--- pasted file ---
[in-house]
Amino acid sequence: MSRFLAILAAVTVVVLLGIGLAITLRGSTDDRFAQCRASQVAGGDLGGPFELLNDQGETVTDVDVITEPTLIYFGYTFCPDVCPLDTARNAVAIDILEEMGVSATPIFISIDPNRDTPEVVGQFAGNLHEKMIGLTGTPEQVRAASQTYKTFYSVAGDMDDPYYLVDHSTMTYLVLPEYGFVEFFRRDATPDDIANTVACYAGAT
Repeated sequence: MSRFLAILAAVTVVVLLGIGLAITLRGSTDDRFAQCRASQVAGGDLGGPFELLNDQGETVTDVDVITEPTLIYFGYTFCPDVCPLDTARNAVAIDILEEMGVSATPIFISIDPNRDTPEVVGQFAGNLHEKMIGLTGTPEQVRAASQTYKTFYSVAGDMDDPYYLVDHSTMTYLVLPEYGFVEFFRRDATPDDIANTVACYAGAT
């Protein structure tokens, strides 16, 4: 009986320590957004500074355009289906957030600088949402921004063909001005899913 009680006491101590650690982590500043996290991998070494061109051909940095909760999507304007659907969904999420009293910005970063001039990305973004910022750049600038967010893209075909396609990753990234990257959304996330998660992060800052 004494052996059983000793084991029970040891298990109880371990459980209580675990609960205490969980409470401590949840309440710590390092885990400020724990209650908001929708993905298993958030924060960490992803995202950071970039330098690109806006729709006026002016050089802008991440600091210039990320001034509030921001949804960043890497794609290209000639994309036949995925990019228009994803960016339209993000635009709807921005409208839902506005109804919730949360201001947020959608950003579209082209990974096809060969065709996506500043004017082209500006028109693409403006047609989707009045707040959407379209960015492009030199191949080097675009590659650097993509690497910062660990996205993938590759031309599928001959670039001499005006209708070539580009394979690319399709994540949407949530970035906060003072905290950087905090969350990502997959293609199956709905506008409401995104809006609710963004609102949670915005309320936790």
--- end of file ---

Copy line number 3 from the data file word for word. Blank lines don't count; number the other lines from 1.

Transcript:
Repeated sequence: MSRFLAILAAVTVVVLLGIGLAITLRGSTDDRFAQCRASQVAGGDLGGPFELLNDQGETVTDVDVITEPTLIYFGYTFCPDVCPLDTARNAVAIDILEEMGVSATPIFISIDPNRDTPEVVGQFAGNLHEKMIGLTGTPEQVRAASQTYKTFYSVAGDMDDPYYLVDHSTMTYLVLPEYGFVEFFRRDATPDDIANTVACYAGAT